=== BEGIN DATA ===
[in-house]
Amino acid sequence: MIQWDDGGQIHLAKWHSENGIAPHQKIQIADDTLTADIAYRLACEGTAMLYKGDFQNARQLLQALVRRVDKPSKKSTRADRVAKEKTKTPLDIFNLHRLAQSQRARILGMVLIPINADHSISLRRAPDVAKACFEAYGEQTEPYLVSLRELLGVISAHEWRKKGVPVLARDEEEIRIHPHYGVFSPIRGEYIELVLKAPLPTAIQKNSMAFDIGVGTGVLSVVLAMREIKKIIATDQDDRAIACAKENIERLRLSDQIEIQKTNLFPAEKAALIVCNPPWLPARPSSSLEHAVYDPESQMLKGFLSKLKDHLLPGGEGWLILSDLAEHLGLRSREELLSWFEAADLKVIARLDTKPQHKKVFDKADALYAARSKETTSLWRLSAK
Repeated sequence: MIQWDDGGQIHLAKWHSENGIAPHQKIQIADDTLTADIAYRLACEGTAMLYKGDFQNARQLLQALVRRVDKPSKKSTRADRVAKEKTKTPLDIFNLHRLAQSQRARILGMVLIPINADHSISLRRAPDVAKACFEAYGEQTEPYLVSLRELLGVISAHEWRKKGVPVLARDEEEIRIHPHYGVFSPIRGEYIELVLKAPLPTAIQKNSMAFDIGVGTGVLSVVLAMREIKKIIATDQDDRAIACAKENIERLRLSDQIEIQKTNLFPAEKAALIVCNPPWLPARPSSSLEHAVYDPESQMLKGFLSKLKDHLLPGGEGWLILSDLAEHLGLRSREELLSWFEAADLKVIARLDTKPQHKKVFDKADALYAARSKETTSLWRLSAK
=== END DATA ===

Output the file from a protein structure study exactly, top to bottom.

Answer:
[in-house]
Amino acid sequence: MIQWDDGGQIHLAKWHSENGIAPHQKIQIADDTLTADIAYRLACEGTAMLYKGDFQNARQLLQALVRRVDKPSKKSTRADRVAKEKTKTPLDIFNLHRLAQSQRARILGMVLIPINADHSISLRRAPDVAKACFEAYGEQTEPYLVSLRELLGVISAHEWRKKGVPVLARDEEEIRIHPHYGVFSPIRGEYIELVLKAPLPTAIQKNSMAFDIGVGTGVLSVVLAMREIKKIIATDQDDRAIACAKENIERLRLSDQIEIQKTNLFPAEKAALIVCNPPWLPARPSSSLEHAVYDPESQMLKGFLSKLKDHLLPGGEGWLILSDLAEHLGLRSREELLSWFEAADLKVIARLDTKPQHKKVFDKADALYAARSKETTSLWRLSAK
Repeated sequence: MIQWDDGGQIHLAKWHSENGIAPHQKIQIADDTLTADIAYRLACEGTAMLYKGDFQNARQLLQALVRRVDKPSKKSTRADRVAKEKTKTPLDIFNLHRLAQSQRARILGMVLIPINADHSISLRRAPDVAKACFEAYGEQTEPYLVSLRELLGVISAHEWRKKGVPVLARDEEEIRIHPHYGVFSPIRGEYIELVLKAPLPTAIQKNSMAFDIGVGTGVLSVVLAMREIKKIIATDQDDRAIACAKENIERLRLSDQIEIQKTNLFPAEKAALIVCNPPWLPARPSSSLEHAVYDPESQMLKGFLSKLKDHLLPGGEGWLILSDLAEHLGLRSREELLSWFEAADLKVIARLDTKPQHKKVFDKADALYAARSKETTSLWRLSAK